Bosque cans are coming sooner than expected

We cannot wait to get a six-pack of this malty behemoth.
We cannot wait to get a six-pack of this malty behemoth.

Bosque Brewing’s Bernalillo packaging facility is still a ways from opening, yet Bosque six-pack cans will be on shelves by mid-October.

Wait, what?

To clear up any confusion about what is going on, the command staff at Bosque invited me over for beers and a big old information download on Thursday afternoon. Bosque is teaming up with Sleeping Giant Brewing Co. in Denver to begin canning three flagship beers — Bosque IPA, Bosque Lager, Scotia Scotch Ale.

“That’s really been a lot of what’s sparked this,” said director of operations Jotham Michnovicz. “We know we need to be in the market. We want to be on shelves. There’s been some delays with Bernalillo, and this gives us the opportunity to get to market a lot faster than waiting around for things to finish up.”

Bosque also posted a blog post to help fill in some gaps, but they wanted to go into further detail about the decision to do contract brewing. Not only will this get Bosque cans on the shelves faster, it will also better prepare them for what they will need at the Bernalillo facility once construction ramps up.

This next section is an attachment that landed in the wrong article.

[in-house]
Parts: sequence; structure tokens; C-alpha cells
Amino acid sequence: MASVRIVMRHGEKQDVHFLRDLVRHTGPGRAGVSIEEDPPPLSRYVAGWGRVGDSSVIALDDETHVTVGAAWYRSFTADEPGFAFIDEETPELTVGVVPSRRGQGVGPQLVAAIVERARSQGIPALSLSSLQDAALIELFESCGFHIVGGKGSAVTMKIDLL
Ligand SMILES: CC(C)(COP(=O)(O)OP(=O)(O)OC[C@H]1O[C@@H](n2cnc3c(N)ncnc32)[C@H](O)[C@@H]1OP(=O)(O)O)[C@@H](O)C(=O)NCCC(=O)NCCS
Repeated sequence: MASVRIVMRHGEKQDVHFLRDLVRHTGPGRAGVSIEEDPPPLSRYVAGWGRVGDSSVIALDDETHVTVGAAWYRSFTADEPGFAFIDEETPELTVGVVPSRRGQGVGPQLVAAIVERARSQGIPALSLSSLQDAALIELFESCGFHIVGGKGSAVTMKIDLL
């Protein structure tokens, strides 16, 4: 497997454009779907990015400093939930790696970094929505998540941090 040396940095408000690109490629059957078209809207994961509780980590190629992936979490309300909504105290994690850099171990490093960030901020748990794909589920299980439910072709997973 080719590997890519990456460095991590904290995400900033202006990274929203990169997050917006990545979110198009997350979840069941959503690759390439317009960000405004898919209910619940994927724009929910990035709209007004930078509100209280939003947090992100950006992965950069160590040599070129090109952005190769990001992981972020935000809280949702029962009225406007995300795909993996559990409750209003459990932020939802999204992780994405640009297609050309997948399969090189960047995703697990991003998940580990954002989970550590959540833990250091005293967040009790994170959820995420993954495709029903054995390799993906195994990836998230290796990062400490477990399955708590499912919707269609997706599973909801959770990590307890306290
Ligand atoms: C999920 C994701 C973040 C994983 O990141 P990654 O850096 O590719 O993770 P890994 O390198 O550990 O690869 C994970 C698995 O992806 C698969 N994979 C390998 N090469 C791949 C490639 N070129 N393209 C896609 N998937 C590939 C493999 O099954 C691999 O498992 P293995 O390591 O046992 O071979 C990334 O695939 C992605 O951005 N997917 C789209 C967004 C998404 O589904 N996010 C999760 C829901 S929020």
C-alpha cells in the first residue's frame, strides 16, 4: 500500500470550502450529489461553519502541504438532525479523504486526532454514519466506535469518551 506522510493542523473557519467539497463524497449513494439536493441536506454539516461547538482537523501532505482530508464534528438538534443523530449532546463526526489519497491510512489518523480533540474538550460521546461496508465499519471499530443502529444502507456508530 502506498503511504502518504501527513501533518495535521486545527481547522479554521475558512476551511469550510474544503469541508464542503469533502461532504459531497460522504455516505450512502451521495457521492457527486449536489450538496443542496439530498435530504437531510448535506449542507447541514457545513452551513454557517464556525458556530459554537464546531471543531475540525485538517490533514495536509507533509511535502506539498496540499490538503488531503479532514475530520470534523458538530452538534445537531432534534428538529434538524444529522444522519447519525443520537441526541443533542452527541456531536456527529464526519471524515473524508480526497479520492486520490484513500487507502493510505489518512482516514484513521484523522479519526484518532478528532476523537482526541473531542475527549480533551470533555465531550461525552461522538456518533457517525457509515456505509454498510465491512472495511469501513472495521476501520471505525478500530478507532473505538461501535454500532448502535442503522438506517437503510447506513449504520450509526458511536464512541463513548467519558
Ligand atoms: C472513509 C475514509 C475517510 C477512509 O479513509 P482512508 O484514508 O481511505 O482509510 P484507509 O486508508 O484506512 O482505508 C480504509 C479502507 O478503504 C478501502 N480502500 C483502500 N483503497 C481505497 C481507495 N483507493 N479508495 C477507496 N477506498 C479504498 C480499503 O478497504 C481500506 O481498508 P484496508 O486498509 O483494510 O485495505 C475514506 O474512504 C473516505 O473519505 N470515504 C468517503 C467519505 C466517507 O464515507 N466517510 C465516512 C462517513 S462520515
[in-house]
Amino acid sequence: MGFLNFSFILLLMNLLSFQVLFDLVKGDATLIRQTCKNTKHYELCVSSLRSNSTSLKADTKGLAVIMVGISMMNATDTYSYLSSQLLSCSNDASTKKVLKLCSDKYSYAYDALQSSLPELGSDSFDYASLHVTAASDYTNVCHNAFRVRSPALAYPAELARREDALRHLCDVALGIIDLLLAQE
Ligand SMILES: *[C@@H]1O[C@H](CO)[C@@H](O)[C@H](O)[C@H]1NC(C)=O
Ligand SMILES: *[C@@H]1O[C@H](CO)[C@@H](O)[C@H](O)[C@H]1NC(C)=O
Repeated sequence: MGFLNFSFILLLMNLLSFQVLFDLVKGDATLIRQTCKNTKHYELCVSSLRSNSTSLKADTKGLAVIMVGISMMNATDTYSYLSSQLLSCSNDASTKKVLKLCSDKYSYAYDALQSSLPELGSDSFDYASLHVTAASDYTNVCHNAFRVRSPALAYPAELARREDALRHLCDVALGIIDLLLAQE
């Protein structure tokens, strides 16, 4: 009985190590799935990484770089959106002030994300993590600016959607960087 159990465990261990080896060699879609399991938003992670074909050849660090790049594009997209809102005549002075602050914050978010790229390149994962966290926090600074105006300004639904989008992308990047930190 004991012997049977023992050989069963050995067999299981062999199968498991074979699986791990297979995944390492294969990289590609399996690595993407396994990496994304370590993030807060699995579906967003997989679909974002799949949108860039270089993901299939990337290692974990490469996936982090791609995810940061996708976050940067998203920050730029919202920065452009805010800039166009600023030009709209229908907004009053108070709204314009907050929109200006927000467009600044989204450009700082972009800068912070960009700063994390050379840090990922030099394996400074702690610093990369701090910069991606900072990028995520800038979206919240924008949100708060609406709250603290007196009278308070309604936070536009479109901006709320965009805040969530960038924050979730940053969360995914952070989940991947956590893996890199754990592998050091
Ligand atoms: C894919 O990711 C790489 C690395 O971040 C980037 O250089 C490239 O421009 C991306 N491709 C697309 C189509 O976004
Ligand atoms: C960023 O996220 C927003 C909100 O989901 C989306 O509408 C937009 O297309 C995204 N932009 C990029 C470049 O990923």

“That’s definitely one of the great things about this is we can really dial in our production at Bernalillo,” Jotham said, “get that pristine and then once you move into package, we’ve already had a chance to see what the market is doing with our beer at that time. We’ll base our decisions on what equipment to buy right away, all that stuff.”

“We can even test out the demand, and decide what kind of canning line we need,” said managing director Gabe Jensen. “Do we start off with this little tiny thing or do we need something bigger? We have the numbers to back up why.”

The Crew had heard a rumor last week that this was coming, but even we did not realize how quickly the process is moving along.

“The first beers are fermenting (in Denver) right now,” Jotham said. “The artwork has gone through all of its revisions, so we’re in the process of printing all of our labels. We should have finished product sometime in October, probably mid-October.”

Head brewer John Bullard made sure to do his homework about letting someone else handle his beer.

“Gabe and John already flew out to Denver, because we were super skeptical about using a third party in the beginning,” Jotham said. “John doesn’t want anybody touching his beer. Once they flew out there and met the president (Matt Osterman) and vice president of brewing operations (Robert Kuntz), it was very clear that these guys were committed to a super-high quality product with state of the art technology. They got to taste a bunch of the beers and they were all excellent.”

“And (they were) committed to doing it our way, which shocked them, blew them away,” Gabe added. “‘Did you do the math right on those hops?’ ‘Yes, we did, and that’s what we want.’ We’ve been doing this for a while.”